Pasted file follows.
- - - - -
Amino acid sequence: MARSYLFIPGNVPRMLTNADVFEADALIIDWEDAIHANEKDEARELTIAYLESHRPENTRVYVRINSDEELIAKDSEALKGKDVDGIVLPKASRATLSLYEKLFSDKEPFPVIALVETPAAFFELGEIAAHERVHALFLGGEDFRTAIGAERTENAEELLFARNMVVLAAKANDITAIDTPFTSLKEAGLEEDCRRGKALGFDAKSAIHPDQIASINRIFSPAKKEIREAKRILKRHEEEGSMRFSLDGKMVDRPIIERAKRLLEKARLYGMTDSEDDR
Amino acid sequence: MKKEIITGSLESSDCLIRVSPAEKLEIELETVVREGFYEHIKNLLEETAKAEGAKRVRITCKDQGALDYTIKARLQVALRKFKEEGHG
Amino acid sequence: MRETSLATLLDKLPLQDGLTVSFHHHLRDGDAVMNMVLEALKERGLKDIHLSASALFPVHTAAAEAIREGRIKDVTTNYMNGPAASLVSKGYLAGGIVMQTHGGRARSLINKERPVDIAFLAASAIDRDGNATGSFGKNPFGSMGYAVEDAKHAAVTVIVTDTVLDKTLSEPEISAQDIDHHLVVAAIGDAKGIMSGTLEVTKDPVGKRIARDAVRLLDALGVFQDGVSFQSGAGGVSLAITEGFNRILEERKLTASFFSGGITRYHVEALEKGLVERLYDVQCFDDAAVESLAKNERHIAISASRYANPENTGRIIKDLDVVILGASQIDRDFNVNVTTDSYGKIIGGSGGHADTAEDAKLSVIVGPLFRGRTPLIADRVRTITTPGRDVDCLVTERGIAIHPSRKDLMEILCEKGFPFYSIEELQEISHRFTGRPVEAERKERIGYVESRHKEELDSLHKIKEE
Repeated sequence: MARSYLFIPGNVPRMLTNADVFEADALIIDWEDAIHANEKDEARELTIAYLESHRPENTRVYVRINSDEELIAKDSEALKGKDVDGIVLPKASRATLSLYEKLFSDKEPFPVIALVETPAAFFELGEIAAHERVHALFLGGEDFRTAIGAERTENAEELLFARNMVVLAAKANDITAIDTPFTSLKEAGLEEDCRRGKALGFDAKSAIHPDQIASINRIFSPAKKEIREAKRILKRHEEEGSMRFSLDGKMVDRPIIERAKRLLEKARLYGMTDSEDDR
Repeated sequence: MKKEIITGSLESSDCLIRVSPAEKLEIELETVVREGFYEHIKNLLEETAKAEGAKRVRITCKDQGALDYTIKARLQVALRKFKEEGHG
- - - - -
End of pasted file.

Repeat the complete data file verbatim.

Amino acid sequence: MARSYLFIPGNVPRMLTNADVFEADALIIDWEDAIHANEKDEARELTIAYLESHRPENTRVYVRINSDEELIAKDSEALKGKDVDGIVLPKASRATLSLYEKLFSDKEPFPVIALVETPAAFFELGEIAAHERVHALFLGGEDFRTAIGAERTENAEELLFARNMVVLAAKANDITAIDTPFTSLKEAGLEEDCRRGKALGFDAKSAIHPDQIASINRIFSPAKKEIREAKRILKRHEEEGSMRFSLDGKMVDRPIIERAKRLLEKARLYGMTDSEDDR
Amino acid sequence: MKKEIITGSLESSDCLIRVSPAEKLEIELETVVREGFYEHIKNLLEETAKAEGAKRVRITCKDQGALDYTIKARLQVALRKFKEEGHG
Amino acid sequence: MRETSLATLLDKLPLQDGLTVSFHHHLRDGDAVMNMVLEALKERGLKDIHLSASALFPVHTAAAEAIREGRIKDVTTNYMNGPAASLVSKGYLAGGIVMQTHGGRARSLINKERPVDIAFLAASAIDRDGNATGSFGKNPFGSMGYAVEDAKHAAVTVIVTDTVLDKTLSEPEISAQDIDHHLVVAAIGDAKGIMSGTLEVTKDPVGKRIARDAVRLLDALGVFQDGVSFQSGAGGVSLAITEGFNRILEERKLTASFFSGGITRYHVEALEKGLVERLYDVQCFDDAAVESLAKNERHIAISASRYANPENTGRIIKDLDVVILGASQIDRDFNVNVTTDSYGKIIGGSGGHADTAEDAKLSVIVGPLFRGRTPLIADRVRTITTPGRDVDCLVTERGIAIHPSRKDLMEILCEKGFPFYSIEELQEISHRFTGRPVEAERKERIGYVESRHKEELDSLHKIKEE
Repeated sequence: MARSYLFIPGNVPRMLTNADVFEADALIIDWEDAIHANEKDEARELTIAYLESHRPENTRVYVRINSDEELIAKDSEALKGKDVDGIVLPKASRATLSLYEKLFSDKEPFPVIALVETPAAFFELGEIAAHERVHALFLGGEDFRTAIGAERTENAEELLFARNMVVLAAKANDITAIDTPFTSLKEAGLEEDCRRGKALGFDAKSAIHPDQIASINRIFSPAKKEIREAKRILKRHEEEGSMRFSLDGKMVDRPIIERAKRLLEKARLYGMTDSEDDR
Repeated sequence: MKKEIITGSLESSDCLIRVSPAEKLEIELETVVREGFYEHIKNLLEETAKAEGAKRVRITCKDQGALDYTIKARLQVALRKFKEEGHG